Today, let’s skip past SEO tactics and get right to the green. As I’ve blabbered about before, many SEOs lack common business sense. In no particular order, here are some tips I think are important for any SEO who is trying to be a better CEO.
1. Decide to make more money.
OK I don’t mean to sound like a speaker at a pyramid scheme “success seminar”, but goals are very important. As soon as your goal becomes “make $XX,000 per month”–as opposed to a goal of say, ranking #1 for a certain keyword, or getting 350 bloglines subscribers to your blog–you’re on a more focused track, and likely to make more money. Smart people tend to achieve their goals, the issue is picking the right goals in the first place.
2. Get a damn accountant.
Having an accountant do your taxes can be surprisingly cheap ($500?), but it is also surprising that a really good accountant can be hired for only a marginally more expensive price. Spend $1000 on a smart accountant who handles a lot of other entrepreneurs, and chances are he’s going to save you a multiple of the $1000 you spend. And a penny saved is a penny earned right? (Did I really just write that? Am I getting old or something?)
3. Depreciate asset purchases as aggressively as you legally can.
A lot of accountants don’t know how to handle depreciation on online assets such as premium domain names, and tend to be over-conservative when depreciating them. So if you’re investing in a lot of online assets, you may want to get an accountant who specializes in Internet business. But even if you have a “regular” accountant, find out how they’re treating depreciation of Web sites and premium domains that you purchase. According to this article, you may be able to depreciate over a 5 year schedule. One single premium domain could wipe out nearly all of your tax liability for the year. (Disclaimer: I am not a lawyer or accountant, do not take this as legal advice, consult your own accountant and lawyer before depreciating anything.) Just be aware of this issue, and use tax law–legally–to your advantage.
4. Raise your prices aggressively and periodically.
OK you may raise your eyebrows at this one, but the truth is a lot of people get “used” to earning a certain amount and then more or less live with that indefinitely. The reality is, online you can go from novice to expert in a specialty pretty quickly (i.e., you can go from novice SEO to pro in 12 months, and you can go from n00b affiliate to super affiliate in 12 months). So make sure to take stock of yourself periodically and try to figure out if you provide more value than you did before (and if so, how much).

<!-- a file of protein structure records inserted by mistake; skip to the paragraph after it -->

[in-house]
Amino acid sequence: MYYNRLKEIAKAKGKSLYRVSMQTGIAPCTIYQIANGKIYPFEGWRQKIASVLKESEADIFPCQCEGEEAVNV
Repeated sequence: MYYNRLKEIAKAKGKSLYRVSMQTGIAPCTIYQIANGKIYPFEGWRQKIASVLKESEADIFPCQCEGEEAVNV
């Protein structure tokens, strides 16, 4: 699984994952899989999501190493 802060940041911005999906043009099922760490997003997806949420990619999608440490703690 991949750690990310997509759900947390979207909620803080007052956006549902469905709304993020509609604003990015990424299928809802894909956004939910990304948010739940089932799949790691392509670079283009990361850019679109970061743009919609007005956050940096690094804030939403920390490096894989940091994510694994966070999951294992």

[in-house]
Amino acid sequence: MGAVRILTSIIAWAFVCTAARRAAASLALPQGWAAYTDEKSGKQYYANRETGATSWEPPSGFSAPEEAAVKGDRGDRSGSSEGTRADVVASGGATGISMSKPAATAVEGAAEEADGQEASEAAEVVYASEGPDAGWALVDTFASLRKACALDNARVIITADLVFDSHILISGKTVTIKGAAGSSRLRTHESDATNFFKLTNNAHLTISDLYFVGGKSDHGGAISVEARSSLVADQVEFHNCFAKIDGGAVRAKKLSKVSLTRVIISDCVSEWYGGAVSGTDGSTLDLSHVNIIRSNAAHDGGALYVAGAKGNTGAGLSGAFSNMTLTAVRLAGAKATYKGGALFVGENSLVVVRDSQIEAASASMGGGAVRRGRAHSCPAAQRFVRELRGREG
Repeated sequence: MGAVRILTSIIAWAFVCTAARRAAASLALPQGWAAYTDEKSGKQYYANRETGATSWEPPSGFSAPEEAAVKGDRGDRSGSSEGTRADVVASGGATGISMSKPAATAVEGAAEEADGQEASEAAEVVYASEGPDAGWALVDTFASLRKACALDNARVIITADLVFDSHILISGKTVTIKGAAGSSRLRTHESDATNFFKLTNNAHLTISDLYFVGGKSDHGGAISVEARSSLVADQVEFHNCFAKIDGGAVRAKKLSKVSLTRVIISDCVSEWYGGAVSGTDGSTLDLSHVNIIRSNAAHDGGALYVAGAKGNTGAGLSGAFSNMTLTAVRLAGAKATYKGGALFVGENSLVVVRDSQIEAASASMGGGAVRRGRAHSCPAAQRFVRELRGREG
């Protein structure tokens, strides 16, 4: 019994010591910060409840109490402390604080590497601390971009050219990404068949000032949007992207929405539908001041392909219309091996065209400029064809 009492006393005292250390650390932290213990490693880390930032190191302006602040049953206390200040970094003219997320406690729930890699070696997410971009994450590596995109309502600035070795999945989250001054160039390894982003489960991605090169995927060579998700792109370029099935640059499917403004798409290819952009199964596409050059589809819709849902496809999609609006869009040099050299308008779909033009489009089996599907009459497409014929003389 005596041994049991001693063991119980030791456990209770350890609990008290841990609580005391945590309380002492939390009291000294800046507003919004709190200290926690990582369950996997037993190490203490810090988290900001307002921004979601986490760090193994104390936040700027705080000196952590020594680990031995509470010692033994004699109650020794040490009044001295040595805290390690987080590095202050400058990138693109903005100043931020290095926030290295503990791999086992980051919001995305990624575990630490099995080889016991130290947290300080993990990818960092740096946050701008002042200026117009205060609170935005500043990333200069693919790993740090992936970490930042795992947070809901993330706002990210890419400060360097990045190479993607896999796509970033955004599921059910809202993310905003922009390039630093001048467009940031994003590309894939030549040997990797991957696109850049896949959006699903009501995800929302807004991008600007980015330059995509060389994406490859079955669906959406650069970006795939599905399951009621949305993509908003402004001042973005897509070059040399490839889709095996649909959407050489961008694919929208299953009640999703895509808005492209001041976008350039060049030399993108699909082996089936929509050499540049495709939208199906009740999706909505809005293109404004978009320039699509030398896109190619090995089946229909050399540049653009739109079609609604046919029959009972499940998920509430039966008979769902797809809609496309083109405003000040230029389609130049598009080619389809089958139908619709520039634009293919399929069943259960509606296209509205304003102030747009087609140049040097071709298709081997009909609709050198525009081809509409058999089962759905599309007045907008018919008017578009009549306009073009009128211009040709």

Last month I had my business partner call all of the merchants we’re an affiliate for, and ask them if they can pay us a better rate. Guess what? Every single one said yes. Our largest merchant partner gave us a 10% across the board increase. (We’re doing good volume, so they want to keep us happy.) It was probably the most profitable 5 minutes in our company’s history, a short, painless phone call made us an extra five figures this year.
If you perform a service, I think this tip is even more important. Are your prices the same as they were last year? Do you have more clients this year? If so, demand has increased and you should raise your prices. Are you better known this year? If so, your reputation has increased, and you should raise your prices. When a client knows you and likes you they won’t be angry that you’re asking them for more money. They will simply look at the new price and ask themselves if the value is still there, and if it is, they will pay you the new amount. Trust me, they would rather pay you marginally more than go to the bother of finding another provider, who may or may not be a scam/idiot. Another interesting thing is that increased pricing generally leads to increased value perception; you may find that you actually attract more–and better–clients with higher pricing.
If you’re an employee, you should also be aggressively (but politely, and intelligently) asking for a large raise periodically. The difference in the value created between a first year SEO and a second year SEO is huge–as should be your pay raise. If the value you create has doubled (and your boss is smart enough to recognize that), you’ll be able to negotiate for a lot more pay. So do it. Disclaimer: a lot of bosses are stupid, and won’t recognize value. In my experience, most employees also fall into two camps–those who wildly underestimate their value, and those who wildly overestimate their value. Make sure you fall into the third camp.
5. Get a personal assistant.
If you’re creating a lot of value, at some point you have to do what you can to remove low-value activities from your daily work. The best way to do this is to a) outsource what you can (design, programming, etc.), and b) get a personal assistant for other sorts of tasks (research, pick up dry cleaning, etc.) Bonus points if the assistant is hot and wears skimpy clothing. I actually have a “virtual assistant” who lives in another country and would pretty much hate my life if I didn’t have him (and I would get less done and make less money).
Anyone with other good business tips for SEOs, feel free to comment!
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